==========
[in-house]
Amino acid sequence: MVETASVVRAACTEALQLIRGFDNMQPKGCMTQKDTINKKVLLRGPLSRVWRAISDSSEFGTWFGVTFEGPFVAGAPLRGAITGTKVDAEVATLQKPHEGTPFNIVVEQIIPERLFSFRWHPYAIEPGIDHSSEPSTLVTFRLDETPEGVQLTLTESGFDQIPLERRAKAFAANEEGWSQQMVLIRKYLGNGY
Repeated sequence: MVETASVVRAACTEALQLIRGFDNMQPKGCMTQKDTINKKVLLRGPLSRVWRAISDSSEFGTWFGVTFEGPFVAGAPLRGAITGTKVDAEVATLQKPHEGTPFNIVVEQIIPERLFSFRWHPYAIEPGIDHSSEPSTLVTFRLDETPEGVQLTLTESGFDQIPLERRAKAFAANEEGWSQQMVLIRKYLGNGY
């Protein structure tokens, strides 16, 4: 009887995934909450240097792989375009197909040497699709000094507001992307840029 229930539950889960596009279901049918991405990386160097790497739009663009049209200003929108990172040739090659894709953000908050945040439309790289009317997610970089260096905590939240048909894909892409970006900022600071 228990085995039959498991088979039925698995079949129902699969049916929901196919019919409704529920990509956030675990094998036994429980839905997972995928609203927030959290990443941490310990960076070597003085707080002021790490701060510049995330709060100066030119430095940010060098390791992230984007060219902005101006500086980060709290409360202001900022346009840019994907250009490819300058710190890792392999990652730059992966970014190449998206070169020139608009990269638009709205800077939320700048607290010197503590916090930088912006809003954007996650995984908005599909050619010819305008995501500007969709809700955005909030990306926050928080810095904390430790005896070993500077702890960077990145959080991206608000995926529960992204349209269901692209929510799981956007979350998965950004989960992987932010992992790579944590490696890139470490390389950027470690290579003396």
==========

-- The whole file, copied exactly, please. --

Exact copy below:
[in-house]
Amino acid sequence: MVETASVVRAACTEALQLIRGFDNMQPKGCMTQKDTINKKVLLRGPLSRVWRAISDSSEFGTWFGVTFEGPFVAGAPLRGAITGTKVDAEVATLQKPHEGTPFNIVVEQIIPERLFSFRWHPYAIEPGIDHSSEPSTLVTFRLDETPEGVQLTLTESGFDQIPLERRAKAFAANEEGWSQQMVLIRKYLGNGY
Repeated sequence: MVETASVVRAACTEALQLIRGFDNMQPKGCMTQKDTINKKVLLRGPLSRVWRAISDSSEFGTWFGVTFEGPFVAGAPLRGAITGTKVDAEVATLQKPHEGTPFNIVVEQIIPERLFSFRWHPYAIEPGIDHSSEPSTLVTFRLDETPEGVQLTLTESGFDQIPLERRAKAFAANEEGWSQQMVLIRKYLGNGY
């Protein structure tokens, strides 16, 4: 009887995934909450240097792989375009197909040497699709000094507001992307840029 229930539950889960596009279901049918991405990386160097790497739009663009049209200003929108990172040739090659894709953000908050945040439309790289009317997610970089260096905590939240048909894909892409970006900022600071 228990085995039959498991088979039925698995079949129902699969049916929901196919019919409704529920990509956030675990094998036994429980839905997972995928609203927030959290990443941490310990960076070597003085707080002021790490701060510049995330709060100066030119430095940010060098390791992230984007060219902005101006500086980060709290409360202001900022346009840019994907250009490819300058710190890792392999990652730059992966970014190449998206070169020139608009990269638009709205800077939320700048607290010197503590916090930088912006809003954007996650995984908005599909050619010819305008995501500007969709809700955005909030990306926050928080810095904390430790005896070993500077702890960077990145959080991206608000995926529960992204349209269901692209929510799981956007979350998965950004989960992987932010992992790579944590490696890139470490390389950027470690290579003396």